I posted my first piece on Twitter in March. It was an impulsive image, one that had emerged in my head in the middle of that day. What had begun as a pair of birds doodled in a moment of boredom had grown and developed into a small piece of lyric art.
The song was “Chains.” Why? It just happened to be in my head at the time, I guess. It took a few hours to complete, from planning to rough sketch to execution. I was rusty, having not cut paper for a while, but I was proud of what I’d achieved.
That same evening, I logged on to read the next post about the songs of Dope Machines.
I did not realise how significant Mikel’s final paragraph about ‘Something You Lost’ was until I saw an isolated sentence again the following day.
It just… hit me.
I dreamt. That evening, I realised that the quote needed to be cut out.
The following day, on Friday evening, work began. Work ended on Sunday, and after some conflict with the scanner – ‘dope machines’ indeed – it was ready. I posted on Sunday night.
24 hours later, it had received what to me was significant attention. I’d been a nobody.
I was in shock.
This messy, imperfect thing had been seen. And there were compliments. Even the band had retweeted.
I couldn’t believe it.
I took up the knife again the day after. From the conception of the twin birds of “Chains” to the frustration behind cutting out the letter ‘S’ multiple times, the letters had all passed through my head. I had more images inside.
I was in personal awe of the things I was doing. I was putting blade to paper to cutting mat, dreaming and for once, realising these strange, silhouetted visions. There was hope yet of me expressing the strange fantasies that circled around my head as I heard a song play.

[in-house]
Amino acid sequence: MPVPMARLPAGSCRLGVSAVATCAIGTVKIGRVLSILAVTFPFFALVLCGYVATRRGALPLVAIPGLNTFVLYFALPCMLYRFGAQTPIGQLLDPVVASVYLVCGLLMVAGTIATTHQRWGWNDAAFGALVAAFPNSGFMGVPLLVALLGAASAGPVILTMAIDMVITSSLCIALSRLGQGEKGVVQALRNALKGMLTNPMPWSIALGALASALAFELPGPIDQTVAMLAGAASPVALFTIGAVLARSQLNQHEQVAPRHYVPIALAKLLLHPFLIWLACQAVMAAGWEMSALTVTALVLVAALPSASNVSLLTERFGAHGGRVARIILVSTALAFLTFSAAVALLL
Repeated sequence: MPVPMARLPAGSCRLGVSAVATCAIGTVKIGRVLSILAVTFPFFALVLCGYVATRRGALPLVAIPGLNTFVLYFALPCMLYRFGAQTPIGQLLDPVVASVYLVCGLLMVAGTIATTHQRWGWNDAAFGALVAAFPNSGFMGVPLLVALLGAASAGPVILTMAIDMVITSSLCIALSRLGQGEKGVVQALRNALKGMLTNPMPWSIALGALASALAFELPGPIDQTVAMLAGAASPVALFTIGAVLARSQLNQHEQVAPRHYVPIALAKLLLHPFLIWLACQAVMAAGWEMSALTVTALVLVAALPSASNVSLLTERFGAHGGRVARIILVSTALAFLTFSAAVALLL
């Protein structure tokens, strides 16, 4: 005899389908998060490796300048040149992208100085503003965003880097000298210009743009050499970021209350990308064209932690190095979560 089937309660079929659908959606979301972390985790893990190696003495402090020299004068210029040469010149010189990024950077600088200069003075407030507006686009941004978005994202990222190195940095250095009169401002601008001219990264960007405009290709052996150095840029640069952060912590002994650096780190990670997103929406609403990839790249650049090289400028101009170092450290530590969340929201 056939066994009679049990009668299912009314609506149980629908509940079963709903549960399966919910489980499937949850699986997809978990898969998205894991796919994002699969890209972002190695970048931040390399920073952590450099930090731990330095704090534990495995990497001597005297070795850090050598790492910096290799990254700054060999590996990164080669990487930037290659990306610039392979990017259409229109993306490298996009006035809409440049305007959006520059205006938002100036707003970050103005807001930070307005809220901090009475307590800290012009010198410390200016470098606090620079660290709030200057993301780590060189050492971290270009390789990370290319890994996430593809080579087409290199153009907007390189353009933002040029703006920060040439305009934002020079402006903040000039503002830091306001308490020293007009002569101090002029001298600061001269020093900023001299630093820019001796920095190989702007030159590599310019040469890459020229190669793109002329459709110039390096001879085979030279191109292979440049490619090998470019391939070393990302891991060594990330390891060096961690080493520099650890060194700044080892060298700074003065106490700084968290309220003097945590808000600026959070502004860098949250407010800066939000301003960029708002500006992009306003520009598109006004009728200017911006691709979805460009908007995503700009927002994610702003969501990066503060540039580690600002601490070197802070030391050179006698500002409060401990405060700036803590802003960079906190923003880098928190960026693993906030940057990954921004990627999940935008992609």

I’d had the words and now I had the pictures. It was delightful. Perfect, imperfect, I was getting things out. Dreaming on paper. Realising those dreams. Being on fire inside; somehow enjoying the numb, calloused fingertips and harsh plastic in my hands.
There’s something about expressing yourself. It’s a feeling of happiness.
What began as something small grew into an intense but amusing project.
I decided to challenge myself; I thought I’d do as many papercuts as I could before I saw TATE for the first time in mid-April. Weeks of work later, and an ugly callus staining my finger, I settled for 10 images. There were far more mental images and far more songs to portray, but for now, it was all I could do.
The final image, unlike the others, lacked words and incorporated a shocking burst of colour. It was posted at the appropriate time of 12am, on the day of the show I was to attend.
The show itself. I was nervous about it for weeks; nervous to the minute. Nervous about anything and everything. I went with it.
Hours later, after the end, I came away smiling like a fool (also sweaty as hell – but with two autographs and some conversations!) having learned three things:
- The band is fantastic live.
- Do not be afraid – everything is definitely worth it.
- The fans I met are proof that I am part of a family of sorts.
…and of course, I wasn’t an ‘Airborne virgin’ any more. The stupid, awkward fears I’d had before now lay slain behind me.
Through showing my art and jumping into the full experience, I am definitely reassured. I am one of thousands of fans, many of whom attend shows, and a number of whom contribute to this blog. I seriously don’t know how I’d feel about showing my work to the online world without all of this wonderful company and the knowledge that there are other enthusiasts out there. Others mad and much, much madder.
And you know what? It’s great to be mad.
So thank you for giving me the courage to create and submit my work and to share it all with you. Thank you for the kind words and the encouragement. Thank you to the concertgoers and the blog writers and the reviewers and the photographers and all of the rest. Thank you all.
Is this true love? Well, I don’t know. It’s just my best guess.
What I do know is that the first show, just like the first cut and the first song, is only the beginning.